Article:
Betwyll at Harvard: #iononhopaura

Chiara Trebaiocchi designed a Betwyll social reading project on Ammaniti’s novel #iononhopaura for her Italian literature students at Harvard: here’s her experience.


How did you discover the Betwyll projects based on the TwLetteratura method and what encouraged you to try and design an ad hoc project for your students on the app?

I discovered Betwyll thanks to Iuri Moscardi who presented it to all the Italian teachers at Harvard. That semester I was teaching Italian for beginners and I was already halfway through the course, so I could not include Betwyll in the syllabus right away. But I started following TwLetteratura’s activities and, with prof. Elvira Di Fabio’s consent, I thought of a project for the following semester, when I would teach intermediate Italian. The chance to adjust the syllabus, a smaller but well-prepared group of students and the will to suggest less traditional activities and exercises pushed me to test Betwyll in the classroom.

From Italy, we imagine young Americans as totally immersed in the dynamics of social networks. How did your students react at Betwyll: did they like it or did they have problems using it?

In general it was a very positive experience. There were some minor technical problems due to the fact that we used Betwyll in the passage from the beta version to the final one; but the Betwyll team has always been very supportive in helping to solve them timely. I thus agree with one of the anonymous feedbacks on the course: “With some updates on the user interface, Betwyll would be a phenomenal way to supplement literature studies”.

I chose to include the Betwyll project as an extra-credit activity, since I had never piloted such an exercise before. The majority of the students seized the opportunity and had a lot of fun, some others unfortunately had more troubles (one student did not have a smartphone! – not all young Americans are immersed in social networks). A much appreciated aspect was the 140 character constraint, which encouraged critical thinking and let them focus on the specific grammar element to study, without having to submit a longer essay (usually 600-800 words). Another positive feature of Betwyll, which students loved, is the possibility to read their mates’ twylls, at home or in the classroom (for instance, as a warm-up activity).

You used Betwyll for a course on contemporary Italian literature: on which aspects of the text did you mainly focus? For which pedagogical aspects do you think Betwyll is particularly useful?

The course where I used Betwyll was an intermediate Italian course that however also aimed to introduce literary texts to the students. In particular, it is the first course where they start to read an entire novel in Italian (Io non ho paura by Niccolò Ammaniti), after having practiced with shorter texts (poems, songs, comics, short-novels).

The textual analysis of the novel thus was one of the main goals; the possibility to assign small selected portions to work on was certainly very useful, since it allowed to consider different aspects of the novel (style, genre) gradually and in an accessible way. Students had fun in rewriting the story from different points of view and in working creatively on the plot and the end of the story. I saw them interacting with the text in a more spontaneous way than in other more traditional exercises. Betwyll can also be a good exercise in style, since it pushes students to condense their thoughts in a clear and essential message.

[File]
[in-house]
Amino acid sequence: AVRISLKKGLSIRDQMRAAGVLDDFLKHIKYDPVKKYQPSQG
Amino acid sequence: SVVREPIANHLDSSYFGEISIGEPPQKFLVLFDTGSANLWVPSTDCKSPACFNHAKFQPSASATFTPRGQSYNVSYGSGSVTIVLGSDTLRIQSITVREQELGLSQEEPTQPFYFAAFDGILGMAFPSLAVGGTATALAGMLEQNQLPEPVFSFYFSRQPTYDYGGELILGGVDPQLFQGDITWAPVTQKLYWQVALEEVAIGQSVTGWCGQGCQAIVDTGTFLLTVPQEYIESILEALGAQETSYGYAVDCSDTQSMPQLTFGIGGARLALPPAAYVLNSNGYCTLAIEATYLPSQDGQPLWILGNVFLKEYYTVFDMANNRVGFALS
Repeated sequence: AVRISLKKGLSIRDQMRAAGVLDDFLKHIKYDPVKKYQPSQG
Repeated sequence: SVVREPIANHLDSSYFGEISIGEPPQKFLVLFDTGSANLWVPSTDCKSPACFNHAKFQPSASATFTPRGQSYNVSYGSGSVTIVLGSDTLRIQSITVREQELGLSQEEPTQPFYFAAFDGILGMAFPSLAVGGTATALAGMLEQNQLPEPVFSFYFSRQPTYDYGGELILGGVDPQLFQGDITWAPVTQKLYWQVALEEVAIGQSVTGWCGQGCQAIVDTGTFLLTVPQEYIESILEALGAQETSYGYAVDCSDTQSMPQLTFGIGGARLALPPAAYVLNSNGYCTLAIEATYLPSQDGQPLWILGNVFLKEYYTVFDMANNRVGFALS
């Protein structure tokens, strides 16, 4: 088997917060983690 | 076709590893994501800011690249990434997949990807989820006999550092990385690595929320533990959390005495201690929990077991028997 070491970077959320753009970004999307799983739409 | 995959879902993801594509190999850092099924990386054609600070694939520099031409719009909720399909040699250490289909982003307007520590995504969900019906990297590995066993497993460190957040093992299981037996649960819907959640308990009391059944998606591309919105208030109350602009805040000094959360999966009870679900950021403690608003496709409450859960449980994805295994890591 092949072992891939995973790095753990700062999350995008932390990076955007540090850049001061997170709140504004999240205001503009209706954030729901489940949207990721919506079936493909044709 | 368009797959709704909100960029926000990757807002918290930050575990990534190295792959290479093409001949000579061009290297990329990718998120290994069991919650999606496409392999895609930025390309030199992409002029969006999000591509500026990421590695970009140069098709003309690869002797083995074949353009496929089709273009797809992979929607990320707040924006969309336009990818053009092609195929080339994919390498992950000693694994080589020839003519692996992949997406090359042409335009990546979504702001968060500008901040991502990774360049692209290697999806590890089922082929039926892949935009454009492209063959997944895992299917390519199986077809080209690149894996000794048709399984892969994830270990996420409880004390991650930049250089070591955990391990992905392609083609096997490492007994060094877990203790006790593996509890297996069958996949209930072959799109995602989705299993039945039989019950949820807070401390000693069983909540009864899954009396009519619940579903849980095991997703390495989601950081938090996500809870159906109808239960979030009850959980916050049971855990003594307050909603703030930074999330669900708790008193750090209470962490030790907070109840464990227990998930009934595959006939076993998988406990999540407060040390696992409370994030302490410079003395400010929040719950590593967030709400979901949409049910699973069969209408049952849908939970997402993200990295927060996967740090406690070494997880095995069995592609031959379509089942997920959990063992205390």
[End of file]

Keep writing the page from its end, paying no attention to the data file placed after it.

Finally, I used Betwyll also as an exercise on some grammar and lexical points. The 140 character constraint lets students focus on specific grammar issues more easily, and above all with less anxiety, practicing without the fear of making mistakes.

Would you use Betwyll again in the future? Would you also try and involve colleagues and/or suggest an open project for the entire Betwyll community?

I definitely would. For me it was a very enjoyable and formative experience at once. Each evening I checked the students’ twylls and very often I happened to smile with satisfaction at their answers, sharp (the 140 characters help) and fun, full of emojis (they are really smart in talking trough images!) but also mindful of the assignment. For this reason I suggested my colleague Giorgia Corti to use Betwyll when she was assigned the same Italian intermediate course.

It would certainly be an interesting project to include the TwLetteratura method in a more permanent and crosscutting way among the various language courses offered at Harvard. Even with different competency levels, it would help in creating a community of Harvardians who love Italy and Italian (and, luckily for us, they are not few) and want to keep learning and practicing even outside the classroom.

Chiara Trebaiocchi, graduated at Scuola Normale Superiore, is Italian literature PhD at Harvard University. She taught Italian language and literature and was Romance Languages and Literatures Bok Pedagogy Fellow at the Derek Bok Center for Teaching and Learning. For her PhD dissertation she is working on Franco Fortini’s essay production with regard to his ideas on pedagogy, school and education. The #Iononhopaura project was introduced within the course Ital 20 – Intermediate Italian: Romance! Mystery? Noir, during the 2016 fall semester.

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